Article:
JWA sponsored Andrea Kalinowski's Stories Untold: Jewish Pioneer Women 1850–1910 exhibition at the Boston Public Library (which ran April–May 2004) as part of our 350th anniversary program events.
Andrea Kalinowski brings together quotes from diaries and news stories, photographs, and quilt patterns to tell unique stories from these pioneer women's lives. In Western Pioneers, you will find excerpts from these diaries and memoirs, pictures of the women Kalinowski incorporated into her artwork, and additional pointers to online resources about Jewish women as pioneers of the American West.
Fanny Bruck was born in 1837, in the small village of Schweidnitz, Germany, one of six children. Fanny was well educated and graduated with high honors. She was only 16 years old when she met Julius Brooks, a young man who had been lured to America by stories of the Gold Rush in 1847 and who had returned after five years to visit his family. They married in Breslau, Germany, on August 18th, 1853, and journeyed to America.
Rachel first landed in New York. From there, she and Abraham journeyed to join his family already living on homesteads in North Dakota. They arrived in Devil's Lake in 1894. Rachel's memoir highlights her growing regard for her husband and her own struggle in adapting to the difficult conditions in which found herself. The early years were especially difficult—no privacy, extreme financial hardship, minimum fuel and food to get through the harsh winters.
Anna Rich Marks was born in Russian-occupied Poland in 1847. Raised in poverty and haunted by the constant threat of pogroms, she left Poland and traveled to England where she met and married Wolff Marks in 1862, at age fifteen. The couple ventured to America, eventually settling in Eureka City, a rich mining area sixty miles south of Salt Lake City. Anna Marks made her fortune in real estate. She owned controlling interests in two mines near Eureka and was known to have invested money in diamonds as well. Anna Marks died of a heart attack in Eureka City on April 19, 1912.
Fanny Sharlip was born in the small town of Borosna, Russia. In her memoirs written in 1947, she characterizes herself as a child "always hungry for knowledge. I asked too many questions. I was told over and over again that it was not healthy to know too much. I could not be harnessed by telling me that children don't have to know. That only made me more curious." Fanny loved school and was an excellent student. "I was very happy as only a child my age could be; I lived and breathed school.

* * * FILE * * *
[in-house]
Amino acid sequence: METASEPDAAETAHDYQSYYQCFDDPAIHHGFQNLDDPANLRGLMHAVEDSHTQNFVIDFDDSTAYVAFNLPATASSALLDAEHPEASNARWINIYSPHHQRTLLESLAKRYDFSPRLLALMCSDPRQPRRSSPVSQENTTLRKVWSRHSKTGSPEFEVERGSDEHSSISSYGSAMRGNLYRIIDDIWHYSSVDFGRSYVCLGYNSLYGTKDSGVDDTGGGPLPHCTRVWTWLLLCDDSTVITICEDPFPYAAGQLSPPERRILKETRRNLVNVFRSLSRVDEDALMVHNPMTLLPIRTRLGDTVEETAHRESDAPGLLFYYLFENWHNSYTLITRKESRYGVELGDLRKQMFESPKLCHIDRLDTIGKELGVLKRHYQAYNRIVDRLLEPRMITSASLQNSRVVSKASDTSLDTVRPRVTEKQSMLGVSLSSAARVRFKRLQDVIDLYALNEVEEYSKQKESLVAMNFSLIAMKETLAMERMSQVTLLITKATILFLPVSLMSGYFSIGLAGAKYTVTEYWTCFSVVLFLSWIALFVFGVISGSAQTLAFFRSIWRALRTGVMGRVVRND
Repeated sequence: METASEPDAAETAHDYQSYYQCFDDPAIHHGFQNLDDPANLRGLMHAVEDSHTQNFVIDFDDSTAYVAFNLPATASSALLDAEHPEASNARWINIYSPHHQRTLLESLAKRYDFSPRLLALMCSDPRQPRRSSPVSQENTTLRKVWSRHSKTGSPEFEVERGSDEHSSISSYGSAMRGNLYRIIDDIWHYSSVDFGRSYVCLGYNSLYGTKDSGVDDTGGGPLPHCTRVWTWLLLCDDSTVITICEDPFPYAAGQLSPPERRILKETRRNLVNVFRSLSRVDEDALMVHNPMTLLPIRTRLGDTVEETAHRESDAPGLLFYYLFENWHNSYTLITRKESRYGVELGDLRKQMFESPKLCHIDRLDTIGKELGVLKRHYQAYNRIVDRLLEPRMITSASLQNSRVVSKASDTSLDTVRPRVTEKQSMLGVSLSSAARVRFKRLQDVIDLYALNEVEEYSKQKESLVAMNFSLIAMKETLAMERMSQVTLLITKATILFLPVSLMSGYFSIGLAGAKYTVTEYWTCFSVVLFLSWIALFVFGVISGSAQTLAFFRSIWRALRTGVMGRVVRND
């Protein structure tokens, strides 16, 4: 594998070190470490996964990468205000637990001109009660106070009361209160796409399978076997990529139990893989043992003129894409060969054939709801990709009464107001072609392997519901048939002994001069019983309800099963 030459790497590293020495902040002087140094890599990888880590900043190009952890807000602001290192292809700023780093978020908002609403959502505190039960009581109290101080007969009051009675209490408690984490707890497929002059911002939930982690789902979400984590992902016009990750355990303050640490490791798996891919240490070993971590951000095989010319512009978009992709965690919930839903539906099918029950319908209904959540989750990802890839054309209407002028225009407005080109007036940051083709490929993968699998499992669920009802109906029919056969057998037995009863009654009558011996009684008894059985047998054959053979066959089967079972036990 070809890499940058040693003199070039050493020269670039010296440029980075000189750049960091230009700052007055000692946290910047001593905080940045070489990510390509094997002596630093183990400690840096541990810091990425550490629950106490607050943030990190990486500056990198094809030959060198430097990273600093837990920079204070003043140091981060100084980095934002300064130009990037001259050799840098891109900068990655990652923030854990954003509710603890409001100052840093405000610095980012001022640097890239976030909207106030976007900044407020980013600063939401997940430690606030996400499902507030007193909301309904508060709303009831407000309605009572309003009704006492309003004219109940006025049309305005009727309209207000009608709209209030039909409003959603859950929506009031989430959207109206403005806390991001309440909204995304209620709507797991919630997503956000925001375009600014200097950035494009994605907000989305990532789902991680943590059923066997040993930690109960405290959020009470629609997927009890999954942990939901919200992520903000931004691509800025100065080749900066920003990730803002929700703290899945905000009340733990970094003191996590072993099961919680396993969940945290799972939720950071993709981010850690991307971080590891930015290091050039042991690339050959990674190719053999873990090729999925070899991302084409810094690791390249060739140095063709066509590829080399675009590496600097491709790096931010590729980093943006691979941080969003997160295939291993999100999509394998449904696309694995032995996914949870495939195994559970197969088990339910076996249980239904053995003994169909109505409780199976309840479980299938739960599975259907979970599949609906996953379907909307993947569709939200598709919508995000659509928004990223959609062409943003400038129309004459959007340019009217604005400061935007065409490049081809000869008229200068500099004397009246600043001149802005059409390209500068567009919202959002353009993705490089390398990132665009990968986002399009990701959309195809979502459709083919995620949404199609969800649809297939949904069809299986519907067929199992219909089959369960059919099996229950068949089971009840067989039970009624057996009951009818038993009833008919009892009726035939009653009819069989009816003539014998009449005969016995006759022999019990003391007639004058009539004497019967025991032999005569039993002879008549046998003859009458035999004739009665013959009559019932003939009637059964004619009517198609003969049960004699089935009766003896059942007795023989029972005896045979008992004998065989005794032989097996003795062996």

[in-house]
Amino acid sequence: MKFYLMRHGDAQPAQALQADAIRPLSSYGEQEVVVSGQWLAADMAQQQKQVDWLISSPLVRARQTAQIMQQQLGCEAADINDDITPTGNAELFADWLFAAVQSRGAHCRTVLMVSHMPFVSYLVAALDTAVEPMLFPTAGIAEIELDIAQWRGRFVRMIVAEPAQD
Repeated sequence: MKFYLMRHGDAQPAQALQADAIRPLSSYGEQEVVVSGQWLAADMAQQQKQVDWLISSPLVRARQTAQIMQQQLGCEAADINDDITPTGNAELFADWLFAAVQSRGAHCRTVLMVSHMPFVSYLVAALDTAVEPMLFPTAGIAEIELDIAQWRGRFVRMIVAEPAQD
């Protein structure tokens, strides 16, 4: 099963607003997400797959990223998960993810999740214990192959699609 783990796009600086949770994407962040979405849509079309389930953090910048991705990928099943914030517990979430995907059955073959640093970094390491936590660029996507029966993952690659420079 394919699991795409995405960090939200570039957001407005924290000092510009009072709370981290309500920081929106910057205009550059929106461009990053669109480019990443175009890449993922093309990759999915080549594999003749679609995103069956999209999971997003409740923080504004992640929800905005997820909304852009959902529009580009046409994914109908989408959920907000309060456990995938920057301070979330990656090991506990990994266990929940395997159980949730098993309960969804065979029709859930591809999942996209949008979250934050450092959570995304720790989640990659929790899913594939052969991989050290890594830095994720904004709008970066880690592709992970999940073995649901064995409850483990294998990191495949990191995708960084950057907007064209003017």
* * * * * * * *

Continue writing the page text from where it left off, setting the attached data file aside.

Anna worked side by side with her husband. She ran Solomonville's store and the local hotel, all while raising their six children in a refined and cultured home in the midst of the desert southwest. Anna died in San Diego, California, in her late eighties on May 4, 1933.
Levi Spiegelberg followed his brother Solomon to Santa Fe, New Mexico in 1848. Together they formed the partnership of Spiegelberg Brothers, an extremely successful merchant enterprise. Like many pioneer Jewish men, Levi wished to marry within his faith. Those who could afford the expense, often returned to Europe to find a Jewish bride. Betty married Levi in 1848. She arrived in Santa Fe, New Mexico in the early 1860's after taking the railroad to the end of the Missouri and then traveling up the steep Santa Fe Tail by ox train.
Willi along with his five other brothers had already established a thriving mercantile business in Santa Fe, New Mexico. The Spiegelbergs were so financially successful that their wives and children were able to live luxuriously. For instance, by 1880, Willi and Flora, had the first house in Santa Fe with running water and gas appliances.
We know little about the Canadian pioneer woman known as Mrs. Zelickson. She came to Canada in 1891 and settled in Southern Saskatchewan in the Jewish pioneer colony of Hirsch. In the year 1925, she responded to an on-going discussion in the magazine Nor'-West Farmer on the topic of what a woman was worth. Her response combined a healthy dose of humor and self-assuredness.
How to cite this page
Jewish Women's Archive. "Western Pioneers." (Viewed on March 6, 2015) <http://jwa.org/westernpioneers>.